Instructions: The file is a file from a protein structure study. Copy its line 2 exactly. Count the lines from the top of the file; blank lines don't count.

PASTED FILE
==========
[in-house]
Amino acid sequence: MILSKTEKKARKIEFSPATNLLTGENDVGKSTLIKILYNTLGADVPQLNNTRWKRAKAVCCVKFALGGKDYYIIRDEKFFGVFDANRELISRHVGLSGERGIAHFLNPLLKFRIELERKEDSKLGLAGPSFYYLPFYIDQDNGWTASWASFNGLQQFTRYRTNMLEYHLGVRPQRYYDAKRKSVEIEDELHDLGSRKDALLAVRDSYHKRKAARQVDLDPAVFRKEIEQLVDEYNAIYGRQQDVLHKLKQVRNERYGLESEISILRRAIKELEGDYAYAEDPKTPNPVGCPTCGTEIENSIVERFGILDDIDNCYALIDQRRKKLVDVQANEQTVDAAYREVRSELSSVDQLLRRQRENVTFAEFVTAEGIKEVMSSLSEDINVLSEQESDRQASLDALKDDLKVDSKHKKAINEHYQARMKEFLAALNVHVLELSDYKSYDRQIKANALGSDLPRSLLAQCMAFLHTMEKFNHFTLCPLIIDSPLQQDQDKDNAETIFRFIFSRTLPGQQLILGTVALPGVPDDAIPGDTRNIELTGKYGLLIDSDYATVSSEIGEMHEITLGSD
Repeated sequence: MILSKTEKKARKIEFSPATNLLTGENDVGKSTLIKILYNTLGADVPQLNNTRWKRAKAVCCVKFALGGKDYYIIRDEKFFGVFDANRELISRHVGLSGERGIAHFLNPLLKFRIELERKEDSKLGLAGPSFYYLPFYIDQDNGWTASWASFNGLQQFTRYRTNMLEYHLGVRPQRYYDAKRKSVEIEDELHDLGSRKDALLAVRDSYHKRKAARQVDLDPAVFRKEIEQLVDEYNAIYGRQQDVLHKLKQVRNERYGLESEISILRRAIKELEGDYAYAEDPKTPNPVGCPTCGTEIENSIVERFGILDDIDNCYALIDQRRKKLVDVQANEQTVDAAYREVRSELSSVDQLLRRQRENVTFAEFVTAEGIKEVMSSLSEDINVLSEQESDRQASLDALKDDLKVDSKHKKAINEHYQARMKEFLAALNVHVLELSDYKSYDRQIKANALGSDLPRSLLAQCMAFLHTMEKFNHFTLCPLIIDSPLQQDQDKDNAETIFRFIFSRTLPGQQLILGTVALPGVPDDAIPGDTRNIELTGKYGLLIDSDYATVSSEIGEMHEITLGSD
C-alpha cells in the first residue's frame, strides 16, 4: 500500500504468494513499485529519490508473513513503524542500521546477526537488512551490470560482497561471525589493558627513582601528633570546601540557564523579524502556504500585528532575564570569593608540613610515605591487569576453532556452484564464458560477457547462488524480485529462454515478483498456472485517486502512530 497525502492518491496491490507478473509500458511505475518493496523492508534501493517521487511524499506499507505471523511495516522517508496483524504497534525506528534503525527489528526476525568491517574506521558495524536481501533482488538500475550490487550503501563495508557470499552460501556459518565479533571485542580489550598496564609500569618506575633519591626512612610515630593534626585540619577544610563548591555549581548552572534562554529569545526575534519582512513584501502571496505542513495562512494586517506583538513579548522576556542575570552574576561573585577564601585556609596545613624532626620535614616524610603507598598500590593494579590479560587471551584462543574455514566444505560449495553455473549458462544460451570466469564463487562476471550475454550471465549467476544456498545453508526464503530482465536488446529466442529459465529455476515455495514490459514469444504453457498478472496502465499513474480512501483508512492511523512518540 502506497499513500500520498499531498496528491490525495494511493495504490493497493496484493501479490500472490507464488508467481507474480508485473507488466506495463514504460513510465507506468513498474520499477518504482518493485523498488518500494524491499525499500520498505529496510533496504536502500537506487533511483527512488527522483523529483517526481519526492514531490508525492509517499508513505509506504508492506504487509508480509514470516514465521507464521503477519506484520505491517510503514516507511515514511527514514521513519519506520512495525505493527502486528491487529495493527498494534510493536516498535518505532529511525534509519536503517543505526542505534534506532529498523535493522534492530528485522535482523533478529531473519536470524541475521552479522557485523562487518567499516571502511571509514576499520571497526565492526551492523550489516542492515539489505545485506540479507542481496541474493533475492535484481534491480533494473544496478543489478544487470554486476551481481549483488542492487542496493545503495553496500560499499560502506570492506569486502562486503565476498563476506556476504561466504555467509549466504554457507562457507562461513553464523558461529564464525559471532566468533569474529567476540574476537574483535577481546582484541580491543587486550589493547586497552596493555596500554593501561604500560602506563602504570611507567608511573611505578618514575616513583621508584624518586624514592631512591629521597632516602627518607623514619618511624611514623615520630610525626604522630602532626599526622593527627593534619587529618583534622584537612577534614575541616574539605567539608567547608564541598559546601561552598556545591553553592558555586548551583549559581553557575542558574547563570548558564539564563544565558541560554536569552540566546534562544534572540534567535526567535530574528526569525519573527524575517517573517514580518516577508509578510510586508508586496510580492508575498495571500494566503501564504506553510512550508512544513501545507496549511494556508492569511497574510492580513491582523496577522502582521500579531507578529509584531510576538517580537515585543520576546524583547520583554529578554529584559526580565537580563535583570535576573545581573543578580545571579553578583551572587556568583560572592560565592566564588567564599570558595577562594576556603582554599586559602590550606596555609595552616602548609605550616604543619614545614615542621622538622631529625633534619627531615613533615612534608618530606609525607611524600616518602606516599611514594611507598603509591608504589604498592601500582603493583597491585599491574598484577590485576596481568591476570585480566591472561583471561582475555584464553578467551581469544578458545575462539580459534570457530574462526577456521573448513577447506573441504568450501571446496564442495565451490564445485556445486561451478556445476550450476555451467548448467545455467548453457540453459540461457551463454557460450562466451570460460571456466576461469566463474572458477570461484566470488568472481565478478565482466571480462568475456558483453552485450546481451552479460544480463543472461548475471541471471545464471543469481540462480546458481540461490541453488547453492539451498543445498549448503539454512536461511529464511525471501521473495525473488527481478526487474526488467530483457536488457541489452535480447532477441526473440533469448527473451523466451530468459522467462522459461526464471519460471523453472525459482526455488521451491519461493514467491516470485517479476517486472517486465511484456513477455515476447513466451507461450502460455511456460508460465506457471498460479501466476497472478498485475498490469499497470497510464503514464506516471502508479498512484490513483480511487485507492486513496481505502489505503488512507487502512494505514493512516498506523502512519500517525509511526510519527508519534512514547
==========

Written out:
Amino acid sequence: MILSKTEKKARKIEFSPATNLLTGENDVGKSTLIKILYNTLGADVPQLNNTRWKRAKAVCCVKFALGGKDYYIIRDEKFFGVFDANRELISRHVGLSGERGIAHFLNPLLKFRIELERKEDSKLGLAGPSFYYLPFYIDQDNGWTASWASFNGLQQFTRYRTNMLEYHLGVRPQRYYDAKRKSVEIEDELHDLGSRKDALLAVRDSYHKRKAARQVDLDPAVFRKEIEQLVDEYNAIYGRQQDVLHKLKQVRNERYGLESEISILRRAIKELEGDYAYAEDPKTPNPVGCPTCGTEIENSIVERFGILDDIDNCYALIDQRRKKLVDVQANEQTVDAAYREVRSELSSVDQLLRRQRENVTFAEFVTAEGIKEVMSSLSEDINVLSEQESDRQASLDALKDDLKVDSKHKKAINEHYQARMKEFLAALNVHVLELSDYKSYDRQIKANALGSDLPRSLLAQCMAFLHTMEKFNHFTLCPLIIDSPLQQDQDKDNAETIFRFIFSRTLPGQQLILGTVALPGVPDDAIPGDTRNIELTGKYGLLIDSDYATVSSEIGEMHEITLGSD